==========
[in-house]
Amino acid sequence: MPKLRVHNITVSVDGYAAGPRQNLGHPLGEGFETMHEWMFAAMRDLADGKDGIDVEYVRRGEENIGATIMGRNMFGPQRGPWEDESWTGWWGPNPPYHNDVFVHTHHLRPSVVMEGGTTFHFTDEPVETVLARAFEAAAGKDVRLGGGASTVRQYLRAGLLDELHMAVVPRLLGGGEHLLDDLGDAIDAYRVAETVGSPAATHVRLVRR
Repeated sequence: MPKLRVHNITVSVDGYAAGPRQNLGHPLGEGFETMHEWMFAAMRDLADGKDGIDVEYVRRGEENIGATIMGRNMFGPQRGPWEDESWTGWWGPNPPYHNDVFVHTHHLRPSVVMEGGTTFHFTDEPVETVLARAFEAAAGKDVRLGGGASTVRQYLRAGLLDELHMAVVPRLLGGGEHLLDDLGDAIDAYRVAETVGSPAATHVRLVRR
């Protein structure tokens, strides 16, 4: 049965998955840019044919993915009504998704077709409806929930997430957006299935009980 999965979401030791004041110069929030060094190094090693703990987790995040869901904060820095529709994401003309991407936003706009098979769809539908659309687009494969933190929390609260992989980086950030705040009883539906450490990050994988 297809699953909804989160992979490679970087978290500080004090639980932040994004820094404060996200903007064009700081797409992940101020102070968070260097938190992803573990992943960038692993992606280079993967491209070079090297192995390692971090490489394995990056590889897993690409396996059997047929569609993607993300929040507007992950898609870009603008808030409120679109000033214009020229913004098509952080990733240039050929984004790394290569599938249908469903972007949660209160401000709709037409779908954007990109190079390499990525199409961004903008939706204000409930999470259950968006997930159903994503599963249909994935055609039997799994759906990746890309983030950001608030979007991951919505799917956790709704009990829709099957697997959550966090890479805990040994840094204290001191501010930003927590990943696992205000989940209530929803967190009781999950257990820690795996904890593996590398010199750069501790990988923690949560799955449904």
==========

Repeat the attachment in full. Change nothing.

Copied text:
[in-house]
Amino acid sequence: MPKLRVHNITVSVDGYAAGPRQNLGHPLGEGFETMHEWMFAAMRDLADGKDGIDVEYVRRGEENIGATIMGRNMFGPQRGPWEDESWTGWWGPNPPYHNDVFVHTHHLRPSVVMEGGTTFHFTDEPVETVLARAFEAAAGKDVRLGGGASTVRQYLRAGLLDELHMAVVPRLLGGGEHLLDDLGDAIDAYRVAETVGSPAATHVRLVRR
Repeated sequence: MPKLRVHNITVSVDGYAAGPRQNLGHPLGEGFETMHEWMFAAMRDLADGKDGIDVEYVRRGEENIGATIMGRNMFGPQRGPWEDESWTGWWGPNPPYHNDVFVHTHHLRPSVVMEGGTTFHFTDEPVETVLARAFEAAAGKDVRLGGGASTVRQYLRAGLLDELHMAVVPRLLGGGEHLLDDLGDAIDAYRVAETVGSPAATHVRLVRR
């Protein structure tokens, strides 16, 4: 049965998955840019044919993915009504998704077709409806929930997430957006299935009980 999965979401030791004041110069929030060094190094090693703990987790995040869901904060820095529709994401003309991407936003706009098979769809539908659309687009494969933190929390609260992989980086950030705040009883539906450490990050994988 297809699953909804989160992979490679970087978290500080004090639980932040994004820094404060996200903007064009700081797409992940101020102070968070260097938190992803573990992943960038692993992606280079993967491209070079090297192995390692971090490489394995990056590889897993690409396996059997047929569609993607993300929040507007992950898609870009603008808030409120679109000033214009020229913004098509952080990733240039050929984004790394290569599938249908469903972007949660209160401000709709037409779908954007990109190079390499990525199409961004903008939706204000409930999470259950968006997930159903994503599963249909994935055609039997799994759906990746890309983030950001608030979007991951919505799917956790709704009990829709099957697997959550966090890479805990040994840094204290001191501010930003927590990943696992205000989940209530929803967190009781999950257990820690795996904890593996590398010199750069501790990988923690949560799955449904």